When it comes to cloud services, Apple has been lagging behind its rivals for quite a while, but on Monday, the tech titan took some steps to play catch-up.
Most notably, Apple announced that it plans to drop the price of cloud storage plans later this year, offering customers more space than they get now for less than what they're currently paying.
Here's Apple upcoming iCloud plans:
5 GB for free
20 GB for $0.99 per month
200 GB for $3.99 per month.
Apple also said it will offer plans that range all the way up to 1 TB, but it did not specify pricing beyond the 200 GB option. The company also did not say when these plans will become available.
Either way, Apple's new plans are a lot cheaper than what it offers now:
5 GB for free
10 GB for $20 per year, about $1.67 per month
20 GB for $40 per year, about $3.34 per month
50 GB for $100 per year, about $8.34 per month
The upcoming iCloud pricing structure will make Apple a more attractive option when compared to its rivals. Here's how they stack up:
15 GB for free
100 GB for $1.99 per month
1 TB for $9.99 per month
10 TB for $99.99 per month
20 TB for $199.99 per month
30 TB for $299.99 per month
7 GB for free
Additional 50 GB for $25 per year, about $2.08 per month
Additional 100 GB for $50 per year, about $4.17 per month
Additional 200 GB for $100 per year, about $8.34 per month
2 GB for free
100 GB for $9.99 per month
Unlimited storage for $15 per month per customer, requires at least five users. This means there's a total minimum price of $75 per month.
10 GB for free
100 GB for $5 per month
Unlimited storage for $15 per month, per customer, requires at least three customers. This means there's a total minimum price of $45 per month.
For customers who are looking for storage in the range of 20 GB to 200 GB, Apple's new pricing makes it a more affordable option than Microsoft, Box and Dropbox. The new pricing also makes it more comparable to Google's pricing.
This is good news for Apple fans as they will surely be using iCloud a lot more going forward. The company on Monday said that once OS X Yosemite and iOS 8 are released this fall, all photos taken on iPhones and iPads will be saved to iCloud so that users can access their pictures through any of their Apple devices.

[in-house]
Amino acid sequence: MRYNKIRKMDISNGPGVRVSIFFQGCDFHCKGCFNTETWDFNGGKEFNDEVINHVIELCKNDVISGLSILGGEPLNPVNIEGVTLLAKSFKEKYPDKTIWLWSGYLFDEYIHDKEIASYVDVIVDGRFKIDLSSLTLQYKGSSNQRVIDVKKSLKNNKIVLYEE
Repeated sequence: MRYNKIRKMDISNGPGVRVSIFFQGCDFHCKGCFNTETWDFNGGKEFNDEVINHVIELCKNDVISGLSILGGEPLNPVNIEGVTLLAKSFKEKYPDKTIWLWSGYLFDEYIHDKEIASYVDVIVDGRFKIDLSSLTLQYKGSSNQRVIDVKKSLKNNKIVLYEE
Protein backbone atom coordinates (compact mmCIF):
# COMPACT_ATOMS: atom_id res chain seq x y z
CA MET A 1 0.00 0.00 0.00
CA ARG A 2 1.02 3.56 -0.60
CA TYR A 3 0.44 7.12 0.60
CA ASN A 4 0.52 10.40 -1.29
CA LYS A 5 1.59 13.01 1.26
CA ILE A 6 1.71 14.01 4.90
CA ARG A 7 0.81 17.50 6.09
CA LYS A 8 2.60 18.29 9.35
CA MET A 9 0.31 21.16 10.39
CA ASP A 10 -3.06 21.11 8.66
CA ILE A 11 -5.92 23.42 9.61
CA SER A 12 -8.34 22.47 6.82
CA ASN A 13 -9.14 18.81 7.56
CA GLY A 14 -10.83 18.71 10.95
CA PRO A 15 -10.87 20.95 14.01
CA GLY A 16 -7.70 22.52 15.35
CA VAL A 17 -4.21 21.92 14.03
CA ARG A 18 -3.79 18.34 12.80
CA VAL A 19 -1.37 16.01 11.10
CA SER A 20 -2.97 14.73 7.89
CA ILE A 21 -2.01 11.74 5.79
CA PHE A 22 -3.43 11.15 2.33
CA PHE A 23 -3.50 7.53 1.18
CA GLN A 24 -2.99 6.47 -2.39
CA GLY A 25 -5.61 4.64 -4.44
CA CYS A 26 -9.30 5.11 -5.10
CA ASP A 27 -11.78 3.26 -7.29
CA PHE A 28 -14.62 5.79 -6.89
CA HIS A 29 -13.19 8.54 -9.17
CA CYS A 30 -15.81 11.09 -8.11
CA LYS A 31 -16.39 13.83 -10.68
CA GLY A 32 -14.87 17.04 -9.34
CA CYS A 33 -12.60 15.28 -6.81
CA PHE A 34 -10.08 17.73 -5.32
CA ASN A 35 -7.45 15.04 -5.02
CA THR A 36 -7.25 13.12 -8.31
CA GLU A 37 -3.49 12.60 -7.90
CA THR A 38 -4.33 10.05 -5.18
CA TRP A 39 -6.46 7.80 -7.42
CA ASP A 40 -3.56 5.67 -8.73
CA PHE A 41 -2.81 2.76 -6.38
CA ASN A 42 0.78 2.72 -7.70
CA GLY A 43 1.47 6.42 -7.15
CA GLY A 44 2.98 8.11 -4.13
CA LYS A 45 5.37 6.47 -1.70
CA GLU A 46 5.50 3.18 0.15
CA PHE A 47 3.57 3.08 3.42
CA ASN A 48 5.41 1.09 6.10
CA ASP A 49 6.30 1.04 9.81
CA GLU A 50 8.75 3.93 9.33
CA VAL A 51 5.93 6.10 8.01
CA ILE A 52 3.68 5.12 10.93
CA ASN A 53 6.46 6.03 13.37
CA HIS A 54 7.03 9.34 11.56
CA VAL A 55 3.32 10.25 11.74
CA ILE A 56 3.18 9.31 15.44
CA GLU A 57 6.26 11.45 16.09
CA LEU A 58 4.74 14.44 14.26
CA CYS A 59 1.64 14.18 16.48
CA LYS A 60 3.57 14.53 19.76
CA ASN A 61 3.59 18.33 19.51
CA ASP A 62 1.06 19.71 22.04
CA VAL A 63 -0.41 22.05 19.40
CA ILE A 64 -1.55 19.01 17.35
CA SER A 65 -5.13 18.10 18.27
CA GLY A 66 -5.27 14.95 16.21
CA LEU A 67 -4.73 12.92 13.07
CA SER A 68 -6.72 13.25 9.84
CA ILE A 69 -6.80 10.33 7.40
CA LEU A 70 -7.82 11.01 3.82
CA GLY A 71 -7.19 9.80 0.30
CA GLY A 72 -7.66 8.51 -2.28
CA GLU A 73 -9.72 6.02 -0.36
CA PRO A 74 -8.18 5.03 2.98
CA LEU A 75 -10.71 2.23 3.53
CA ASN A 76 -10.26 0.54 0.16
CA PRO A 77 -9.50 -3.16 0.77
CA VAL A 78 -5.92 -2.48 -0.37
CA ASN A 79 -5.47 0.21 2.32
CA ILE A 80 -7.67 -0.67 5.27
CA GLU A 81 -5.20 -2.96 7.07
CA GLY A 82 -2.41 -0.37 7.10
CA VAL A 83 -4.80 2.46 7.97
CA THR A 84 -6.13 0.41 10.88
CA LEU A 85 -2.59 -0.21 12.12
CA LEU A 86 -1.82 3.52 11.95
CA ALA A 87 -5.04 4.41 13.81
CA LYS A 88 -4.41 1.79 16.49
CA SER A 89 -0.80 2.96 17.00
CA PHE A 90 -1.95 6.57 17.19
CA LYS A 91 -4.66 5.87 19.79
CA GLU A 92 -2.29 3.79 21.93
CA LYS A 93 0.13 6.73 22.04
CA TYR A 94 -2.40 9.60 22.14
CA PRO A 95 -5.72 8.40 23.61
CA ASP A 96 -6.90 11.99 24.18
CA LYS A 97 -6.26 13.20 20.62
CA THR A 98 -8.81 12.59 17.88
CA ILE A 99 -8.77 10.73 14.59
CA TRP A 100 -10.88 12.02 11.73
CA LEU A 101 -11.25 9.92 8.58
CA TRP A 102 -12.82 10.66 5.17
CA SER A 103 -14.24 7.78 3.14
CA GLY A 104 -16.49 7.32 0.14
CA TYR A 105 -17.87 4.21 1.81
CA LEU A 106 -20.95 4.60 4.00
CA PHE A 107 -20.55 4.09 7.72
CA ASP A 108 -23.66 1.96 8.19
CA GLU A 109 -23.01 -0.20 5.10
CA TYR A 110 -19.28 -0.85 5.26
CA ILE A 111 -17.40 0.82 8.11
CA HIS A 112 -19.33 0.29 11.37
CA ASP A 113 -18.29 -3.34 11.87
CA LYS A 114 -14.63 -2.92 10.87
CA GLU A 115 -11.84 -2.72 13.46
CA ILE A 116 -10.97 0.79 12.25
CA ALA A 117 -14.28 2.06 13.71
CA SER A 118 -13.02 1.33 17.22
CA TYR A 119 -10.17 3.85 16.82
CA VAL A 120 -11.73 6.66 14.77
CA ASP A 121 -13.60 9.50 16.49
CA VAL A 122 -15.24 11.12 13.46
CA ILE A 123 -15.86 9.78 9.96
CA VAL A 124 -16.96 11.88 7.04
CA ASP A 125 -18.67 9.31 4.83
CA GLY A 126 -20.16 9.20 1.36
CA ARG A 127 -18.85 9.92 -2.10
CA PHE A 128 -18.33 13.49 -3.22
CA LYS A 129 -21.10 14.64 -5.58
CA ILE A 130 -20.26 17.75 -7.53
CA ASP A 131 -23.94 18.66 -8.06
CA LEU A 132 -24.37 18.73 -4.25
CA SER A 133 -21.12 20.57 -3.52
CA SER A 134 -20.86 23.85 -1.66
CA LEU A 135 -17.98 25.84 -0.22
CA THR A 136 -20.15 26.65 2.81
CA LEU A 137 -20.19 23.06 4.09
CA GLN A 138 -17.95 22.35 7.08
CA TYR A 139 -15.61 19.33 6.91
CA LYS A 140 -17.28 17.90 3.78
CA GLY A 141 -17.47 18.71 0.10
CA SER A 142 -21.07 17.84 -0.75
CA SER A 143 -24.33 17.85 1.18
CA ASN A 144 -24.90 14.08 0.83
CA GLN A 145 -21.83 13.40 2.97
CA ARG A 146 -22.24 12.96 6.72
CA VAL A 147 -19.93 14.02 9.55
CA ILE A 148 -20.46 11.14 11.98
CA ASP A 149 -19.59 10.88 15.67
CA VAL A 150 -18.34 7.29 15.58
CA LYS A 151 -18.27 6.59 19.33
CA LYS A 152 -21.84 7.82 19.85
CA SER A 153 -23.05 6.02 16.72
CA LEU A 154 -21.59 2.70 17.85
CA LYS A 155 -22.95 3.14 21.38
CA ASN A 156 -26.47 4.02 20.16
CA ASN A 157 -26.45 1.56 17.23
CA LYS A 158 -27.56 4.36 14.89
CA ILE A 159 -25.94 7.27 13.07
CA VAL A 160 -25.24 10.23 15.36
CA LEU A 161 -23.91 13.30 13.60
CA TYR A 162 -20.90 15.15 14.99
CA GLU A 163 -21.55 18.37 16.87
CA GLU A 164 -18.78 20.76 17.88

OS X Yosemite and iOS 8 will also introduce iCloud Drive, a special folder where users can save their files to make them easily accessible through any of their Apple devices and Windows 8 computers.
With iCloud Drive and the iCloud update for the Photos app, Apple users will need all the cloud storage they can get.
© 2014 Los Angeles Times (CA) under contract with NewsEdge. All rights reserved.
Steven J Weinberg:
Posted: 2014-06-18 @ 1:42am PT
Yes! Yes! But let's hear more very soon about larger iCloud subscription sizes up to 1 Tb and about availability dates. We're making these decisions now and need to know how to weigh our Apple iCloud options. Once made, it's very sticky and difficult to change.
Posted: 2014-06-15 @ 6:59am PT
Not one word on finally fixing Exchange.
Everything else sounds great, but, wasn't it about time. With today's electronics and their capabilities, sync and storage are the main issues. Storage is still way too expensive, considering if I would like to backup my surveillance cameras drive to the cloud. You get an idea where I'm going. Then, pictures, documents and cd (music) collections. Or videos, for others. So, with ISP's cashing in on top of the storage cost, it's just insane. I think a Hosting service is the way to go, unlimited storage! I have to do some more research on this whole subject, but so far it's frustrating. More so if you are in a position where you would like to do something like 'assigned sharing' or 'Who can see what' e.g., Family, social networking, coworkers. Adding all up, it's just way too expensive for a private party.
Posted: 2014-06-12 @ 4:29pm PT
Waht about Copy.com - what do you think of that service?